Was Tesla Model S in Texas Crash on 'Autopilot'? Musk Denies

·3 min read
Photo credit: Justin Sullivan - Getty Images
Photo credit: Justin Sullivan - Getty Images
  • In a crash and subsequent fire of a Tesla Model S near Houston, Texas, over the weekend, police say they are certain there was no one sitting in the driver's seat of the vehicle, implying it was using Autopilot at the time.

  • Tesla CEO Elon Musk, however, said on Twitter that the car did not have the optional Full Self-Driving feature and that Autopilot could not have been engaged because the road did not have marked lane lines.

  • Reuters reports that Harris County, Texas, police will subpoena Tesla for the car's data to find out for certain.

UPDATE 5/10/21: A preliminary report from the National Transportation Safety Board (NTSB) found that Autopilot could not have been in operation on the Tesla Model S that crashed in Texas on April 17. The government group said that the Autopilot technology onboard needed both Traffic Aware Cruise Control and Autosteer to be engaged in order to operate, and it was not possible to engage Autosteer in NTSB's tests on the road where the crash occurred. The report also said that video footage from security cameras shows the owner of the Model S was in the driver's seat, with the passenger in the front passenger seat, when they first started driving the car.

A crash and subsequent vehicle fire in Texas over the weekend has made major headlines for the fact that the 2019 Tesla Model S crashed at high speed with, police say, the two occupants sitting in the front and rear passenger seats with nobody at the wheel. Now police said they will subpoena the EV maker to get the car's data and find out if its Autopilot feature was engaged.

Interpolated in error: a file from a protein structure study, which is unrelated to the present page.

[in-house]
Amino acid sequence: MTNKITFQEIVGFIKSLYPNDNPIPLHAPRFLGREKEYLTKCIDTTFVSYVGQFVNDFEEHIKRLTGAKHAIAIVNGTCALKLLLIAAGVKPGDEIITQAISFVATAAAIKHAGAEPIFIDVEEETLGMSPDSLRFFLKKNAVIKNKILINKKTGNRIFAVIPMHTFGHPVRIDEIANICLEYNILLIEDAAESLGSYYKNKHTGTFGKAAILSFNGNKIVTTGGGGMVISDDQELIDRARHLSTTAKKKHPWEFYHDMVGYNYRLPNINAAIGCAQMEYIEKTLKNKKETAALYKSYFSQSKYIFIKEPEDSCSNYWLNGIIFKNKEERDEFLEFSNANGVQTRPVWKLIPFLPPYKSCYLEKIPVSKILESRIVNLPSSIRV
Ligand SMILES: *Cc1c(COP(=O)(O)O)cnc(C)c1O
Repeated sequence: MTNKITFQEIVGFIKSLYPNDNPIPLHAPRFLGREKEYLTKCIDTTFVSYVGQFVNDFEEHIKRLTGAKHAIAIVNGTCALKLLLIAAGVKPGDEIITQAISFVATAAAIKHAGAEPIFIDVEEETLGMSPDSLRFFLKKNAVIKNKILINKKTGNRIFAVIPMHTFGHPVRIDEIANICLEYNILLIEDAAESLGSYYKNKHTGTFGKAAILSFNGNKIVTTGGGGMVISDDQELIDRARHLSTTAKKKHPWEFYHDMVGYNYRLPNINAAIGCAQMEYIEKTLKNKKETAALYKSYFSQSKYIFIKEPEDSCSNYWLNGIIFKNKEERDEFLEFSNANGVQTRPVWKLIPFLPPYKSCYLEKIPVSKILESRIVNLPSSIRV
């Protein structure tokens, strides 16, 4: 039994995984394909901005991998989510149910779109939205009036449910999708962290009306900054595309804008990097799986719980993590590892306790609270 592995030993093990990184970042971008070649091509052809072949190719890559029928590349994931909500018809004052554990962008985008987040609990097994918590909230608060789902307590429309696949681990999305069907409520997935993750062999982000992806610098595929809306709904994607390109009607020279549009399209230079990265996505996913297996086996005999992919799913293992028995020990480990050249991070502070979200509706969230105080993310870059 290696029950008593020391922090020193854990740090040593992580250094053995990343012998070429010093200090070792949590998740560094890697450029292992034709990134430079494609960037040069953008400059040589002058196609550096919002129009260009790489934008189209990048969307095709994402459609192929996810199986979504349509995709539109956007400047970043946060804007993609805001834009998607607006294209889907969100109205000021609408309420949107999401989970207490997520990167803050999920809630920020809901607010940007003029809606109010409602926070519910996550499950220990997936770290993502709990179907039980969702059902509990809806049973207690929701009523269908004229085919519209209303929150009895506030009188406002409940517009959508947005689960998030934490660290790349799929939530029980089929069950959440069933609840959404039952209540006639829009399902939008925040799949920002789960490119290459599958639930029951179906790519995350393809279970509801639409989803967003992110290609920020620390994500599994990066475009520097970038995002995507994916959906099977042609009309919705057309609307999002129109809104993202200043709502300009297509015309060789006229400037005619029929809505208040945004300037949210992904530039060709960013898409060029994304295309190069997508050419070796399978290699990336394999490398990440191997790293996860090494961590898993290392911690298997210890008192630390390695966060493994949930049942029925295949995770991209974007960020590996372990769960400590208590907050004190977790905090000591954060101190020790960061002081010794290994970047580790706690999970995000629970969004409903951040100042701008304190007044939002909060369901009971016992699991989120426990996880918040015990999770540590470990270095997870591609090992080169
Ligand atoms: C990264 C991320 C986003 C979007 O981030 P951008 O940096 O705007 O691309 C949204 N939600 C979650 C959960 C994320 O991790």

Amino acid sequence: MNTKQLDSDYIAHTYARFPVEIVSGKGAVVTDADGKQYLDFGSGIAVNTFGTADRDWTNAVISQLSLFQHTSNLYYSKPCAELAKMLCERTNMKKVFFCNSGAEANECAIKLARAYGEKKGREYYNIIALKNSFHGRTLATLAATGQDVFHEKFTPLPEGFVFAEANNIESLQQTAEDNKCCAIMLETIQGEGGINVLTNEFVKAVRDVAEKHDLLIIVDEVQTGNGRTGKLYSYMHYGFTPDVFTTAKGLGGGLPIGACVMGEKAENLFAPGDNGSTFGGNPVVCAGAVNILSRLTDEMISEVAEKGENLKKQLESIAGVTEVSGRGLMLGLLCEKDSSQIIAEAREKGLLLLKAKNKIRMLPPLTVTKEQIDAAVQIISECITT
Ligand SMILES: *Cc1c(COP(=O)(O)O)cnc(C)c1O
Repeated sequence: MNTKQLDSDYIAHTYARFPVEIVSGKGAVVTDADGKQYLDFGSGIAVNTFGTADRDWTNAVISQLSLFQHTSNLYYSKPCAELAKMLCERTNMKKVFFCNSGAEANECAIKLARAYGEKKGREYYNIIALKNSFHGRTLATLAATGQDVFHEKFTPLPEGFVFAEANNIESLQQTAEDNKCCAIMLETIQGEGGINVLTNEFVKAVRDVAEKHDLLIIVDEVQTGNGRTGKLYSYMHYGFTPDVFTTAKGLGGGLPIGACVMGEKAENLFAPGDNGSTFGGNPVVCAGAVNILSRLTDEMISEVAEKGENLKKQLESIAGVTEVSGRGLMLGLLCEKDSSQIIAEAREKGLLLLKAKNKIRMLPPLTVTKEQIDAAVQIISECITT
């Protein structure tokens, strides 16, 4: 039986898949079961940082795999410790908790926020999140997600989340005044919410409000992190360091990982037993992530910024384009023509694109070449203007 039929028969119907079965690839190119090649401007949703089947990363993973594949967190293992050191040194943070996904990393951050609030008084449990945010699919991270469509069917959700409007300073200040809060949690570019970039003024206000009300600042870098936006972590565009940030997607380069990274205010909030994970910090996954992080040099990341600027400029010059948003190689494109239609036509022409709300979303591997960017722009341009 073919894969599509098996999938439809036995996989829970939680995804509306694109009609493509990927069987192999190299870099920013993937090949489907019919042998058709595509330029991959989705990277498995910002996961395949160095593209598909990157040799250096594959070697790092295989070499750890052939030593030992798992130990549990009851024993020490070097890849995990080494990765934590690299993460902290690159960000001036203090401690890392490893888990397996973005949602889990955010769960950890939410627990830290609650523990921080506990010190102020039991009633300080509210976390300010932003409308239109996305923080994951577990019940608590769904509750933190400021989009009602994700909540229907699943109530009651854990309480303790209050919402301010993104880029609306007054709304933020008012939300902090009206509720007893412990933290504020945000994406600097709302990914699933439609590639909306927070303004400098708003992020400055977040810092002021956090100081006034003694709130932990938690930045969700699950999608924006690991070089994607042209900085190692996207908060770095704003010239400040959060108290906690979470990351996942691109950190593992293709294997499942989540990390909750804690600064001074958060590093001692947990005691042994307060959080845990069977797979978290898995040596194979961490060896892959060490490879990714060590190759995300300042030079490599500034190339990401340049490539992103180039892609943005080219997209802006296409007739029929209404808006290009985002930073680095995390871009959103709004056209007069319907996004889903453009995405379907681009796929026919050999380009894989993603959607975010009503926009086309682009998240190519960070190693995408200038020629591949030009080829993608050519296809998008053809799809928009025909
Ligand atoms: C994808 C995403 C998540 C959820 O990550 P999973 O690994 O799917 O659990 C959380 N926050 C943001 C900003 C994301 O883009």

Tesla CEO Elon Musk insisted via Twitter that the car could not have been on Autopilot, saying it only can be engaged on a road with lane markings:

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An important note about Autopilot is that it is designed not to stay engaged without regular steering-wheel input, so the occupants of this Model S could not have climbed into the passenger seat or back seat for any significant period of time and continued using Autopilot even if it were engaged—unless they were purposely trying to fool the system by taping a weight to the steering wheel.

Reuters reported that the National Highway Traffic Safety Administration (NHTSA) and National Transportation Safety Board (NTSB) will both investigate this accident.

The crash occurred on Saturday when the vehicle, traveling at what police described as "a high speed" in the Houston area, missed a curve and crashed into a tree, then catching on fire. The bodies of the two occupants were in the vehicle's two passenger seats, and the car's owner was the person found in the back seat, according to Reuters.

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